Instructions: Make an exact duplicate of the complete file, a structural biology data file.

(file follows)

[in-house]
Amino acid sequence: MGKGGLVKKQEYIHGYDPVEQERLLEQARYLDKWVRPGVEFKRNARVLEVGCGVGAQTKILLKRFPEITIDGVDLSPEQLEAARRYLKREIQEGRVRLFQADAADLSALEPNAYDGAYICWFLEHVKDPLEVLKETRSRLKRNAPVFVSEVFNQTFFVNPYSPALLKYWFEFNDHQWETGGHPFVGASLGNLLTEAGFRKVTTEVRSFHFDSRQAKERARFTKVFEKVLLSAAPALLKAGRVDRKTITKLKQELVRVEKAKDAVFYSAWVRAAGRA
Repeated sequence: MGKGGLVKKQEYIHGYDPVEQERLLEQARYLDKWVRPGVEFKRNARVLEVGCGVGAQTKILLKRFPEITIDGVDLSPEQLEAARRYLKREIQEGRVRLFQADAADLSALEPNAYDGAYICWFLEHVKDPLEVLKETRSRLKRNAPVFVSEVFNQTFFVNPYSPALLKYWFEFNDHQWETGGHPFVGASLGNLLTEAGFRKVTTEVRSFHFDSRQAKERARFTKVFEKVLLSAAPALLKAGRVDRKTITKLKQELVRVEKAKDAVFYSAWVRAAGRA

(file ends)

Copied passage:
[in-house]
Amino acid sequence: MGKGGLVKKQEYIHGYDPVEQERLLEQARYLDKWVRPGVEFKRNARVLEVGCGVGAQTKILLKRFPEITIDGVDLSPEQLEAARRYLKREIQEGRVRLFQADAADLSALEPNAYDGAYICWFLEHVKDPLEVLKETRSRLKRNAPVFVSEVFNQTFFVNPYSPALLKYWFEFNDHQWETGGHPFVGASLGNLLTEAGFRKVTTEVRSFHFDSRQAKERARFTKVFEKVLLSAAPALLKAGRVDRKTITKLKQELVRVEKAKDAVFYSAWVRAAGRA
Repeated sequence: MGKGGLVKKQEYIHGYDPVEQERLLEQARYLDKWVRPGVEFKRNARVLEVGCGVGAQTKILLKRFPEITIDGVDLSPEQLEAARRYLKREIQEGRVRLFQADAADLSALEPNAYDGAYICWFLEHVKDPLEVLKETRSRLKRNAPVFVSEVFNQTFFVNPYSPALLKYWFEFNDHQWETGGHPFVGASLGNLLTEAGFRKVTTEVRSFHFDSRQAKERARFTKVFEKVLLSAAPALLKAGRVDRKTITKLKQELVRVEKAKDAVFYSAWVRAAGRA